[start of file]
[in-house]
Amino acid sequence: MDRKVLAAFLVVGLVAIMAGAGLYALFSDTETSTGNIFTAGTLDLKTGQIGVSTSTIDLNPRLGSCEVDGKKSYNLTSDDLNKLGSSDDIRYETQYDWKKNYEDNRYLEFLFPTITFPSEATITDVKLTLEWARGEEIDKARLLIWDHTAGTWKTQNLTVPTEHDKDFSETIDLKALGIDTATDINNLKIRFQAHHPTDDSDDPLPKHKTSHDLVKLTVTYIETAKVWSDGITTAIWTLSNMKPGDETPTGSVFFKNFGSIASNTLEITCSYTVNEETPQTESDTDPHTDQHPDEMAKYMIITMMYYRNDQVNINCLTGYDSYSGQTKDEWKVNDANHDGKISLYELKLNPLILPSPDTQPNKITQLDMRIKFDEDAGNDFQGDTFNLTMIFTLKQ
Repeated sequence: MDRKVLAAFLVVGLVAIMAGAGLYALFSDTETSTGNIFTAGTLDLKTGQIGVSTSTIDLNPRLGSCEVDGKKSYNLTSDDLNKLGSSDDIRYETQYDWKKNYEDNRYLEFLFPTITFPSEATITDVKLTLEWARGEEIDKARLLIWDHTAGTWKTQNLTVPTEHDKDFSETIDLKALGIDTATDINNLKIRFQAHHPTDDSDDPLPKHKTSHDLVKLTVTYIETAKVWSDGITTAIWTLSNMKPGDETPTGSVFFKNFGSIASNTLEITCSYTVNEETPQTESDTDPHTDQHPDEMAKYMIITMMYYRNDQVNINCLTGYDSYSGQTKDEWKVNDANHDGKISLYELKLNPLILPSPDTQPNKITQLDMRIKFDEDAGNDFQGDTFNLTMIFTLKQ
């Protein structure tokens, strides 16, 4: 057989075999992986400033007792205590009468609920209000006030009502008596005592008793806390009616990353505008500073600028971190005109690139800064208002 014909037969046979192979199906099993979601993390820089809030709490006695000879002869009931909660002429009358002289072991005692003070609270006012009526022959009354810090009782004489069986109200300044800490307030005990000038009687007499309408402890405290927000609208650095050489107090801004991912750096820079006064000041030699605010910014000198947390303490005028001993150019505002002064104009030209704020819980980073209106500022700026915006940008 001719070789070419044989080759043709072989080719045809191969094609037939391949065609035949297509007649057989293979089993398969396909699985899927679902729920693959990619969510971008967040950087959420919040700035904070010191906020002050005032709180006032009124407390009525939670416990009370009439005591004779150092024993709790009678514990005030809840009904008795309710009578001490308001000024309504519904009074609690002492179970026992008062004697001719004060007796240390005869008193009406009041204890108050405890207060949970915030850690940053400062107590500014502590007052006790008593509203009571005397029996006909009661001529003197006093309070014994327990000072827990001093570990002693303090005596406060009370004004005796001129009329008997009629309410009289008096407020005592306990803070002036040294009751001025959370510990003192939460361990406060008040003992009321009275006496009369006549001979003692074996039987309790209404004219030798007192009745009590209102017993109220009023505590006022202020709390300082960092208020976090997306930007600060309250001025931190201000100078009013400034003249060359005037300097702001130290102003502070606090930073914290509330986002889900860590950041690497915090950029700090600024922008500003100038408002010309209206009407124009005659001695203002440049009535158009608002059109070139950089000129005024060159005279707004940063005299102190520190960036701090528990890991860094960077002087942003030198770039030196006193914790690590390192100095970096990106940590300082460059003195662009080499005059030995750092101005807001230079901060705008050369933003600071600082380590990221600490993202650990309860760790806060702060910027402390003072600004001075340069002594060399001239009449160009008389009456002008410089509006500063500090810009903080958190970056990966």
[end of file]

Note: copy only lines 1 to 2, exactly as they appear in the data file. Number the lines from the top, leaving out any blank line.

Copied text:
[in-house]
Amino acid sequence: MDRKVLAAFLVVGLVAIMAGAGLYALFSDTETSTGNIFTAGTLDLKTGQIGVSTSTIDLNPRLGSCEVDGKKSYNLTSDDLNKLGSSDDIRYETQYDWKKNYEDNRYLEFLFPTITFPSEATITDVKLTLEWARGEEIDKARLLIWDHTAGTWKTQNLTVPTEHDKDFSETIDLKALGIDTATDINNLKIRFQAHHPTDDSDDPLPKHKTSHDLVKLTVTYIETAKVWSDGITTAIWTLSNMKPGDETPTGSVFFKNFGSIASNTLEITCSYTVNEETPQTESDTDPHTDQHPDEMAKYMIITMMYYRNDQVNINCLTGYDSYSGQTKDEWKVNDANHDGKISLYELKLNPLILPSPDTQPNKITQLDMRIKFDEDAGNDFQGDTFNLTMIFTLKQ